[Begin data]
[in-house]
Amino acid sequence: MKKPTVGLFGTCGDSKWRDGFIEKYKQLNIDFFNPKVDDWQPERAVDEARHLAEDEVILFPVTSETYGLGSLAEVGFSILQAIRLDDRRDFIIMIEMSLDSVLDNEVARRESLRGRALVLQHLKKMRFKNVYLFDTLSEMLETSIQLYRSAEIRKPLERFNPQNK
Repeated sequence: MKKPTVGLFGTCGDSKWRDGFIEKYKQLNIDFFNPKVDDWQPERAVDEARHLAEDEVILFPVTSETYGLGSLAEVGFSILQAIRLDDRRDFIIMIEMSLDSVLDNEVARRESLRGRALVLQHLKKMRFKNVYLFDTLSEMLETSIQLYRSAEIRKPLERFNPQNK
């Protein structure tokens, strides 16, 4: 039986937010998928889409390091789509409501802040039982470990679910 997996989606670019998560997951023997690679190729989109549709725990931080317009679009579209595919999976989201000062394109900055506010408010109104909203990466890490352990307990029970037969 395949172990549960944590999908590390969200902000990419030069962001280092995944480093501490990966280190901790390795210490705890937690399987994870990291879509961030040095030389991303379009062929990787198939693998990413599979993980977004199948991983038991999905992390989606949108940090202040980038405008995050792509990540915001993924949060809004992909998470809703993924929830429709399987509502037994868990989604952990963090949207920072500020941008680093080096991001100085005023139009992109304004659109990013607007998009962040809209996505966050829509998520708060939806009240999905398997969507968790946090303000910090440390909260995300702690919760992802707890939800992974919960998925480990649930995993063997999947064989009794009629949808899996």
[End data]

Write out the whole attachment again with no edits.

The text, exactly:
[in-house]
Amino acid sequence: MKKPTVGLFGTCGDSKWRDGFIEKYKQLNIDFFNPKVDDWQPERAVDEARHLAEDEVILFPVTSETYGLGSLAEVGFSILQAIRLDDRRDFIIMIEMSLDSVLDNEVARRESLRGRALVLQHLKKMRFKNVYLFDTLSEMLETSIQLYRSAEIRKPLERFNPQNK
Repeated sequence: MKKPTVGLFGTCGDSKWRDGFIEKYKQLNIDFFNPKVDDWQPERAVDEARHLAEDEVILFPVTSETYGLGSLAEVGFSILQAIRLDDRRDFIIMIEMSLDSVLDNEVARRESLRGRALVLQHLKKMRFKNVYLFDTLSEMLETSIQLYRSAEIRKPLERFNPQNK
């Protein structure tokens, strides 16, 4: 039986937010998928889409390091789509409501802040039982470990679910 997996989606670019998560997951023997690679190729989109549709725990931080317009679009579209595919999976989201000062394109900055506010408010109104909203990466890490352990307990029970037969 395949172990549960944590999908590390969200902000990419030069962001280092995944480093501490990966280190901790390795210490705890937690399987994870990291879509961030040095030389991303379009062929990787198939693998990413599979993980977004199948991983038991999905992390989606949108940090202040980038405008995050792509990540915001993924949060809004992909998470809703993924929830429709399987509502037994868990989604952990963090949207920072500020941008680093080096991001100085005023139009992109304004659109990013607007998009962040809209996505966050829509998520708060939806009240999905398997969507968790946090303000910090440390909260995300702690919760992802707890939800992974919960998925480990649930995993063997999947064989009794009629949808899996």